Similar to studies conducted earlier, where the self medication practices in the form of Over The Counter (OTC) varied from 50% [19] to 65% [20], the current study had 45.33% of the elderly subjects indulged in self medication. A mere 3% falls in self medication practice was observed in the supervised group and a rise of 8% was observed in the unsupervised group during this study. Problems like fever/headache, diarrhea, heartburn etc., were found to be common conditions for such self medication practices similar to findings in other studies [21,22]. The most common reasons cited behind the self medication decisions were an emergency situation, prior experience with the drugs and/or diseases and thought of not very serious health problem respectively. While all of the study participants procured the medicines from chemist’s shop, almost one third (33.66%) of them sought for a remedy by their narrated symptoms while (23.33%) of them directly named the drug they wanted to consume. Other knowledge regarding medicines like the dose, frequency, duration of treatment etc, was limited among the study subjects. Analgesics, antipyretics, anti peptic ulcers drugs were some common self medication products procured by the study participants similar to another study reported earlier [21]. The major outcome from those OTC encounters was unsatisfactory since there was little improvement in their illness with mere temporary resolution of problems.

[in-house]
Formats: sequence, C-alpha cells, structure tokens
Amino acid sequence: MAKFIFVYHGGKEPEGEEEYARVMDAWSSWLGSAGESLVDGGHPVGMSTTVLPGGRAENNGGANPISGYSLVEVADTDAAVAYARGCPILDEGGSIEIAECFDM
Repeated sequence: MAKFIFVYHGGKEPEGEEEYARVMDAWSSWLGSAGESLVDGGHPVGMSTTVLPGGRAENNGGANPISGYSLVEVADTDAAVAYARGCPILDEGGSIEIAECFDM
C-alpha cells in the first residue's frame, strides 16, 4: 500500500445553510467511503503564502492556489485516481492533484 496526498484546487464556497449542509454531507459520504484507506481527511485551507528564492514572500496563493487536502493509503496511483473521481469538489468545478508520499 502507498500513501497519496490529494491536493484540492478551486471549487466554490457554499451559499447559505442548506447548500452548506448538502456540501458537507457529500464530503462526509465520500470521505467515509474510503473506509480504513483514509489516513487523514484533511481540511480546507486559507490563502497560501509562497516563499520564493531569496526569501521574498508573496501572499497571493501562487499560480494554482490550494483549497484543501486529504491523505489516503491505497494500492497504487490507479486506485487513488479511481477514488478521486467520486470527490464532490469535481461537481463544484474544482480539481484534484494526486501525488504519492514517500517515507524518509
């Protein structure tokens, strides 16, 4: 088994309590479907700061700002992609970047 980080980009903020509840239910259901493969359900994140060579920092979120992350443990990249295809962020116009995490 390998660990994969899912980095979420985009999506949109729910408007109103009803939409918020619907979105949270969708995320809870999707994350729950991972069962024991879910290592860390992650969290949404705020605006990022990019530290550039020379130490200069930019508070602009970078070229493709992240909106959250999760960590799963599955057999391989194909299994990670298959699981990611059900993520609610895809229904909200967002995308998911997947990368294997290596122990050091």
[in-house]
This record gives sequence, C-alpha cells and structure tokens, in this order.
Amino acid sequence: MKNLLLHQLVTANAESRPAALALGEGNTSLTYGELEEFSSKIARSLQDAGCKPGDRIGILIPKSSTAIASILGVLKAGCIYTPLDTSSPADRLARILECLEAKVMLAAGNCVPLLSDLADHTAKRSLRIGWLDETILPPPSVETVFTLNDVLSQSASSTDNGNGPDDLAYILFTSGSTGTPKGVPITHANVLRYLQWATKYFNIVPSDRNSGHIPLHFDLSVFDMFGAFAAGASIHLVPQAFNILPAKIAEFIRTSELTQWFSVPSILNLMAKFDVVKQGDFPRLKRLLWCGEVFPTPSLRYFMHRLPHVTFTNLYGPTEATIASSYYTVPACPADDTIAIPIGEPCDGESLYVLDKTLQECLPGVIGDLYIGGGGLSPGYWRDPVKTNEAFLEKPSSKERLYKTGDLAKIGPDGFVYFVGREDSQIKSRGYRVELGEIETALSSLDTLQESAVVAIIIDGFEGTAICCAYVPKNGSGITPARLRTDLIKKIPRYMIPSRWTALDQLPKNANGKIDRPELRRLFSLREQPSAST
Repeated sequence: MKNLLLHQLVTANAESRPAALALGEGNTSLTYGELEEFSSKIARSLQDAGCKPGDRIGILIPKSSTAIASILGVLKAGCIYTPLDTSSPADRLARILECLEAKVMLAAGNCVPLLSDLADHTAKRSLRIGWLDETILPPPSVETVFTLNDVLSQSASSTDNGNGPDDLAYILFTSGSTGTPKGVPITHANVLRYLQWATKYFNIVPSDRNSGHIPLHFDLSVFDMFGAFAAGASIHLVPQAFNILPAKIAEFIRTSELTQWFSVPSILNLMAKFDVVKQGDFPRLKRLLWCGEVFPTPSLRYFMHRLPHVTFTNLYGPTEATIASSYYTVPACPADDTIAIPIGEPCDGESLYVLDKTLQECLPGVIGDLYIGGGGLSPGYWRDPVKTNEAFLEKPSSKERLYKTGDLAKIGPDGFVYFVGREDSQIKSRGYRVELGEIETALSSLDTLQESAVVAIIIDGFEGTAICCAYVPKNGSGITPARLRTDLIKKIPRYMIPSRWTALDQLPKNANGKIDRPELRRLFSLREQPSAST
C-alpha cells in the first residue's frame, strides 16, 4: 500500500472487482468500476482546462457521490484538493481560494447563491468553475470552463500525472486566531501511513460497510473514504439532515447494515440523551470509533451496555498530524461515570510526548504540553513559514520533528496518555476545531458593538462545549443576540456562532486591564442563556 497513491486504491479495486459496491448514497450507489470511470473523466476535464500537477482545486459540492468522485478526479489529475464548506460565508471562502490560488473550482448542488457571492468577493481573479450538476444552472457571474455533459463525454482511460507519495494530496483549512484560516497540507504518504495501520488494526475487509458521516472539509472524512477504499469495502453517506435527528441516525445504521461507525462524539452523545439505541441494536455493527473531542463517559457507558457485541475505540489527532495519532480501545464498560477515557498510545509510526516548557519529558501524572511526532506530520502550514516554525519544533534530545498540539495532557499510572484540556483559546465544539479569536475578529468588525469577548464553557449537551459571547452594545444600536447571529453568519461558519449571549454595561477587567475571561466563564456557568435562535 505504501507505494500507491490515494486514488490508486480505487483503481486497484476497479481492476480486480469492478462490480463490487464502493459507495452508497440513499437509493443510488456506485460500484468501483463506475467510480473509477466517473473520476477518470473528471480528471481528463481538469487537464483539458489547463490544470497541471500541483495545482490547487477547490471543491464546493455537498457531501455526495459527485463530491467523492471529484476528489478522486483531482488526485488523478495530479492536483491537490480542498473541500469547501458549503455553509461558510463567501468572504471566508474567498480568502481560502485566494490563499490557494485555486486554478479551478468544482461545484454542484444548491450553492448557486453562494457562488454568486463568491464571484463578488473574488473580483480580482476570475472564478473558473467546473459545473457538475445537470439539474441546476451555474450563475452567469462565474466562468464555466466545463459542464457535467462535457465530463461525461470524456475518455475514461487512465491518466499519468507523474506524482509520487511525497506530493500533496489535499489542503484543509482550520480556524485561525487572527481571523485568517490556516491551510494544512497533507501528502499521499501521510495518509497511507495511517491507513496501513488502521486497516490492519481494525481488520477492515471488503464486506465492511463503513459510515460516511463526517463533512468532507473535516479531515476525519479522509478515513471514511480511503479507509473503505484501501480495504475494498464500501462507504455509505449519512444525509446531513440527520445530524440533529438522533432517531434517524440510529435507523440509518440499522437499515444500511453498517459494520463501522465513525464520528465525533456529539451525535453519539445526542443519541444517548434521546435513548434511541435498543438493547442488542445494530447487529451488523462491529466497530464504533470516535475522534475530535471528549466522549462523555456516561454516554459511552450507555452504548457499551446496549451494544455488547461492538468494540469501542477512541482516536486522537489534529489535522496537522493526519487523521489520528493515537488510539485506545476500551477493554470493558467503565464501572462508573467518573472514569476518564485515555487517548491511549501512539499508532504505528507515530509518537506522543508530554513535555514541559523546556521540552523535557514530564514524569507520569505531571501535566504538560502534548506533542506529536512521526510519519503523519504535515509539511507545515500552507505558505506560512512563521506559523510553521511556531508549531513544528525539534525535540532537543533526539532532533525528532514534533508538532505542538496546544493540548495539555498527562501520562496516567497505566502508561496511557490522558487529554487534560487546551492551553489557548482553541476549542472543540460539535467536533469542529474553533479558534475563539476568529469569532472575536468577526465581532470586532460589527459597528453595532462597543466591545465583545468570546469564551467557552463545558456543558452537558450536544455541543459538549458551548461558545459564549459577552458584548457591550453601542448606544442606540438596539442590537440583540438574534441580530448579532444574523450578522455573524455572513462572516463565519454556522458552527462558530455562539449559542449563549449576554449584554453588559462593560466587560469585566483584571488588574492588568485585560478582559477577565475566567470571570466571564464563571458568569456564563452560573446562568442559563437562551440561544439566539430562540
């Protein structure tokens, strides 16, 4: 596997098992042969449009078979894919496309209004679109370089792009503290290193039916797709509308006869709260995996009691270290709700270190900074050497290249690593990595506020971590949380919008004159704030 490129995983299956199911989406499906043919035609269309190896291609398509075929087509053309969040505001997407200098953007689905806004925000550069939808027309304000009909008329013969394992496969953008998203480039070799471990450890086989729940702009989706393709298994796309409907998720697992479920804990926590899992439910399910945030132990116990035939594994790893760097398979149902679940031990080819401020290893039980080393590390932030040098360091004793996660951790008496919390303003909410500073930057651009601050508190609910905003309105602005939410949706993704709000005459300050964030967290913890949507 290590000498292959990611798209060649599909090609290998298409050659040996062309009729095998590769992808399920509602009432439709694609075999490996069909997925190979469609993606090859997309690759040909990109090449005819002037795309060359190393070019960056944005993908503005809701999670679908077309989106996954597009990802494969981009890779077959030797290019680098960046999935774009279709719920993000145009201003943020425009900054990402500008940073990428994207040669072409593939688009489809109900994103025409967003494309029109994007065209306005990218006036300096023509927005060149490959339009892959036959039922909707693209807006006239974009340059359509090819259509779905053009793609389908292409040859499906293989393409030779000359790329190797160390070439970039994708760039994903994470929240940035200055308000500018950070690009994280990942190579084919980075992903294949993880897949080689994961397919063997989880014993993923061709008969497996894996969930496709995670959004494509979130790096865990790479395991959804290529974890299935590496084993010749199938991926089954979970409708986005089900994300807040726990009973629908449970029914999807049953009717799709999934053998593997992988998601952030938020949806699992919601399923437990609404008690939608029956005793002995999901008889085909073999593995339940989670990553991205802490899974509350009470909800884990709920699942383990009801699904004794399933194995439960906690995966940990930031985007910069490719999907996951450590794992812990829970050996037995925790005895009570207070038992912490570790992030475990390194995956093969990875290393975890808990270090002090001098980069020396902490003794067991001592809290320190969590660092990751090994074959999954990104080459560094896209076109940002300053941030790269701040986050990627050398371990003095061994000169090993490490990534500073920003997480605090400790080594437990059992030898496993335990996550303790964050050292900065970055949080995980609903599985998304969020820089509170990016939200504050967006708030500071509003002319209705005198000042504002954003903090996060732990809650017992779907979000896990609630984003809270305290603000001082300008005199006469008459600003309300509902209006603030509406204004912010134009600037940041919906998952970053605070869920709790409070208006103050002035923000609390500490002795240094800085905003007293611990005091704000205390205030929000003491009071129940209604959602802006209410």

Compliance remained a big challenge for the elderly patients on long term treatment with multiple drugs. Forgetfulness (41.33%) and inconvenience of some sort (13.34%) were cited as the most common cause behind non adherence with their treatment as found in several other studies [23,24]. Earlier it was published that notwithstanding the importance of patients’ proper self-administration of treatment, almost 50% of chronically ill older adults do not adhere to their prescribed medication regimens [25,26] and most health care providers are inattentive to patients’ pervasive low adherence.[27]..

The study revealed that a sizable proportion (n=25) i.e., 33.33% received inappropriate medications like Trihexyphenidyl, Digoxin, Amitriptyline, Alprazolam, Zolpidem, Diclofenac, Ibuprofen and Sertraline. Trihexyphenidyl (5mg once daily) was prescribed to a patient in the supervised group for the treatment of Parkinson’s disease. Studies conducted earlier suggests that since this drug has anticholinergic properties which may impair the cognitive function more in the elderly subjects and thus must be avoided [28].

One subject from each study group were found to consume digoxin (0.25 mg once daily) i.e., at a higher dose which was considered inappropriate according to AGS Beer’s criteria. The patient in the unsupervised group on digoxin (0.25mg once daily) left in the middle of the study and was lost to follow up.